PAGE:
Icaro - Moebius / Taniguchi
English | CBR | 70 Mb
If you asked people what superpower they’d want to have, I think flight would be one of the top choices. There’s something liberating about the idea of being able to fly—that you can somehow escape the grasp of the world around you and instantly go wherever you want. French comics legend Moebius certainly understood that when he wrote Icaro, a collaboration with Japanese artist Jiro Taniguchi where a child is born with the power of flight… but without the power of liberation.
Icaro has grown up his entire life in a complex where his every movement is studied. That’s because of his ability to fly, tied somehow into his brain in a manner that no one can understand. Icaro has never seen the outside world before, and has no idea what he’s missing. When he falls in love with one of the lab technicians, though, it sets in motion a daring attempt to escape—but will Icaro, like his namesake Icarus, fly too high and fall?
Moebius’s story in Icaro is in many ways pretty slight: Icaro is raised in captivity, falls in love with Yukiko, and tries to escape with her. The strength of Icaro is very much in the Taniguchi’s visuals, and Moebius is writing to his artist’s strengths. And yet… there’s something very fun about the little details that Moebius puts into the story. There’s a strange subplot about terrorists who are genetically engineered to explode that never really goes much of anywhere, for instance, or a doctor who wants to operate on Icaro’s brain that maps out the different sections of the brain on his own bald head. As someone who had drawn other people’s scripts as well as his own larger-than-life ideas in the past, though, Moebius seems content here to be the one envisioning stories that play to his collaborator’s strengths.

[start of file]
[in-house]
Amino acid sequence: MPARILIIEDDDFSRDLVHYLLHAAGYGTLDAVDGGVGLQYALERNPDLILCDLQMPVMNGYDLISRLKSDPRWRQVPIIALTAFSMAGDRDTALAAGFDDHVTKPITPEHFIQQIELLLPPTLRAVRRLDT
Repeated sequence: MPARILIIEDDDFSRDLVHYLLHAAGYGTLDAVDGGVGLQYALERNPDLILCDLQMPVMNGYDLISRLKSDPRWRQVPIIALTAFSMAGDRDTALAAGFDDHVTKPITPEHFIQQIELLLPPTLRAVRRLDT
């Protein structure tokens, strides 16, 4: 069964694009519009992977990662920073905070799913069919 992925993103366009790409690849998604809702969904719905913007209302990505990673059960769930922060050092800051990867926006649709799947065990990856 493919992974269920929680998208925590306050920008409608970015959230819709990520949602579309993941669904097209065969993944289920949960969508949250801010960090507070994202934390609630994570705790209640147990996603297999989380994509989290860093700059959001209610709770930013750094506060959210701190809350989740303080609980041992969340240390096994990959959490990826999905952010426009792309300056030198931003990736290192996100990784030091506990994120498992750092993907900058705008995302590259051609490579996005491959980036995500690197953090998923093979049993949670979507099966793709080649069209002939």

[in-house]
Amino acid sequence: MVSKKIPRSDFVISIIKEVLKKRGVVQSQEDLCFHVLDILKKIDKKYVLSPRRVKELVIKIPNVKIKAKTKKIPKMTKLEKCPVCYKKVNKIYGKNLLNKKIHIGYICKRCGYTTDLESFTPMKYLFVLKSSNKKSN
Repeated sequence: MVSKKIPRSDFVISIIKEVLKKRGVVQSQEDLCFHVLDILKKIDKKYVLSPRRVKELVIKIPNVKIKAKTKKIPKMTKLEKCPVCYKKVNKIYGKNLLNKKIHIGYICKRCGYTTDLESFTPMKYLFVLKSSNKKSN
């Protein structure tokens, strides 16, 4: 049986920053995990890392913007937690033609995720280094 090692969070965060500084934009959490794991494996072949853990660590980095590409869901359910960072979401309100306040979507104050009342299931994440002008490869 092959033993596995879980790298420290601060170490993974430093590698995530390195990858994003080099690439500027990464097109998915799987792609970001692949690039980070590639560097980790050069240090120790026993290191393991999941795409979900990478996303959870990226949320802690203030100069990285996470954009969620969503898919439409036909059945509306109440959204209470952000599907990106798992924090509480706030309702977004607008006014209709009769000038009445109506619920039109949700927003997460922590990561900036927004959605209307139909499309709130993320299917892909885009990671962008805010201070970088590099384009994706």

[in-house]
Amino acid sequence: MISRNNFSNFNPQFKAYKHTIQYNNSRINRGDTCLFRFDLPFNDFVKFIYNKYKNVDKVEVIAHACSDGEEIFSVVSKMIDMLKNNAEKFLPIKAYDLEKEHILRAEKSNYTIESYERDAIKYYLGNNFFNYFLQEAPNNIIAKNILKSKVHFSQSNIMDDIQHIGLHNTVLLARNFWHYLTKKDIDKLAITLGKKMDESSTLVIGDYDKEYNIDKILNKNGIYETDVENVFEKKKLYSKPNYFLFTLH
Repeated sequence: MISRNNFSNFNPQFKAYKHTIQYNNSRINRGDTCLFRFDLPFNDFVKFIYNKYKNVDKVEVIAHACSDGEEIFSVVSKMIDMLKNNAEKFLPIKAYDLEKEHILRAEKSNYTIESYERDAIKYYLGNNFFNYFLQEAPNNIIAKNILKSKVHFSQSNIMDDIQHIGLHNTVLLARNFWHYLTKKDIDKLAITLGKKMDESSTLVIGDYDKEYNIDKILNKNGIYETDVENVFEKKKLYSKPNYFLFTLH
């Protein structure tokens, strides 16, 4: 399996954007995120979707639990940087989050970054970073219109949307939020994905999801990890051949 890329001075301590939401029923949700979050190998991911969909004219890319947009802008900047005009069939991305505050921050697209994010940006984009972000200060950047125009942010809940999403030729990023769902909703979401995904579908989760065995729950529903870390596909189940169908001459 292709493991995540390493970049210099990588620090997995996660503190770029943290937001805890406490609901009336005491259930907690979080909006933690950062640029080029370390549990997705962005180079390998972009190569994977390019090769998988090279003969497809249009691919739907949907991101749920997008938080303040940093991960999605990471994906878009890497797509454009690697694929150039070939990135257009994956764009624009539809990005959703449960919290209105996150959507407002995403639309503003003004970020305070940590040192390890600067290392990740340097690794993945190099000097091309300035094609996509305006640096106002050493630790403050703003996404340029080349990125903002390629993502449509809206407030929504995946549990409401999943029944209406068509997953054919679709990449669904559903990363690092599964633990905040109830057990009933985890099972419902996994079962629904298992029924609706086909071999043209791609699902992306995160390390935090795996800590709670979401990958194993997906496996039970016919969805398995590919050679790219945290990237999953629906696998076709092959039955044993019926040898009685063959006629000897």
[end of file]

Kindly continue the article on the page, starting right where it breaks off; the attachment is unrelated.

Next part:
Taniguchi’s art in Icaro is, to put it bluntly, gorgeous. Just in the foreground, we’ve got some incredible images of Icaro floating through the air, and the people around him reacting. You can see the awe and fear reflected on their faces, telling Moebius’s story as perfectly as possible. With Taniguchi’s razor-thin ink lines, there’s an amazing attention to detail here that makes everyone look almost like they’re from photographs with its exactness, but without losing sight of how to draw motion and having naturalistic art. And if seeing Icaro fly through the air and escape his captors in dramatic fashions was all we got, I’d be perfectly satisfied. It’s not, though. Taniguchi apparently is incapable of just focusing on the foreground of his art, and the end result is some of the most finely detailed backgrounds you’ll see this side of Geof Darrow. Just staring at all the little girders and catwalks with three-bar railings is fascinating; it’s mind-boggling when you think about just how long it must have taken to draw every page. At the same time, though, Taniguchi remembers that these are backgrounds, and never lets the overshadow what’s going on in each panel. Looking at his art, he’s truly a master of the sequential art form.
You’ll want to read the two-volume set of Icaro twice. The first time through, you’ll find yourself pulled into the story of a boy trying to escape and discover the freedom that his power of flight has denied him all these years. You’ll thrill to his movements across the page, and turn each page quicker and quicker as the tension grows. And then you’ll read it a second time once you’ve reached the conclusion, to really appreciate every line that Taniguchi drew. This is an absolutely beautiful piece of art, and I’m thrilled that it’s now available in English. Something this beautiful should be seen by all.
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